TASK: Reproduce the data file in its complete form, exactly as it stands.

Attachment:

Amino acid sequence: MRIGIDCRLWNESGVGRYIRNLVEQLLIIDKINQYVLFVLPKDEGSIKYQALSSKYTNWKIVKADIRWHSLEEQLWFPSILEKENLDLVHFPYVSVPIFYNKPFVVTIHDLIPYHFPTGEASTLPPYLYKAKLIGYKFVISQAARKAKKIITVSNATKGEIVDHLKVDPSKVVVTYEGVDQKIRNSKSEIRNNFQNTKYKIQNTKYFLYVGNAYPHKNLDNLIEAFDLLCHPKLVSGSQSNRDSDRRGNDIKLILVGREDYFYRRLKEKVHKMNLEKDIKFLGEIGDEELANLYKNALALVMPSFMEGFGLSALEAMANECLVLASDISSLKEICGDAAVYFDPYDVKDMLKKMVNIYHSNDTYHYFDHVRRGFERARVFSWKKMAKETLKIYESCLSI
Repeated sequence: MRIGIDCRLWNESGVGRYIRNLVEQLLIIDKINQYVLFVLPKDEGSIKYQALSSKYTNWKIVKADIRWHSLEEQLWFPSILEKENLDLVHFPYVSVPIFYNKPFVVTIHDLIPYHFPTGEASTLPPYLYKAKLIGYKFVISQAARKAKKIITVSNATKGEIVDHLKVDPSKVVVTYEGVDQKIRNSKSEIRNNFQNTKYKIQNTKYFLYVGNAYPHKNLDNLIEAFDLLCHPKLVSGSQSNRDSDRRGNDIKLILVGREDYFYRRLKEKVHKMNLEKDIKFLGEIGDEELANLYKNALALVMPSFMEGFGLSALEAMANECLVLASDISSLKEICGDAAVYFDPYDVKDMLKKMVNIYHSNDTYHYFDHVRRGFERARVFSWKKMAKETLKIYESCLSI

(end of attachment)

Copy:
Amino acid sequence: MRIGIDCRLWNESGVGRYIRNLVEQLLIIDKINQYVLFVLPKDEGSIKYQALSSKYTNWKIVKADIRWHSLEEQLWFPSILEKENLDLVHFPYVSVPIFYNKPFVVTIHDLIPYHFPTGEASTLPPYLYKAKLIGYKFVISQAARKAKKIITVSNATKGEIVDHLKVDPSKVVVTYEGVDQKIRNSKSEIRNNFQNTKYKIQNTKYFLYVGNAYPHKNLDNLIEAFDLLCHPKLVSGSQSNRDSDRRGNDIKLILVGREDYFYRRLKEKVHKMNLEKDIKFLGEIGDEELANLYKNALALVMPSFMEGFGLSALEAMANECLVLASDISSLKEICGDAAVYFDPYDVKDMLKKMVNIYHSNDTYHYFDHVRRGFERARVFSWKKMAKETLKIYESCLSI
Repeated sequence: MRIGIDCRLWNESGVGRYIRNLVEQLLIIDKINQYVLFVLPKDEGSIKYQALSSKYTNWKIVKADIRWHSLEEQLWFPSILEKENLDLVHFPYVSVPIFYNKPFVVTIHDLIPYHFPTGEASTLPPYLYKAKLIGYKFVISQAARKAKKIITVSNATKGEIVDHLKVDPSKVVVTYEGVDQKIRNSKSEIRNNFQNTKYKIQNTKYFLYVGNAYPHKNLDNLIEAFDLLCHPKLVSGSQSNRDSDRRGNDIKLILVGREDYFYRRLKEKVHKMNLEKDIKFLGEIGDEELANLYKNALALVMPSFMEGFGLSALEAMANECLVLASDISSLKEICGDAAVYFDPYDVKDMLKKMVNIYHSNDTYHYFDHVRRGFERARVFSWKKMAKETLKIYESCLSI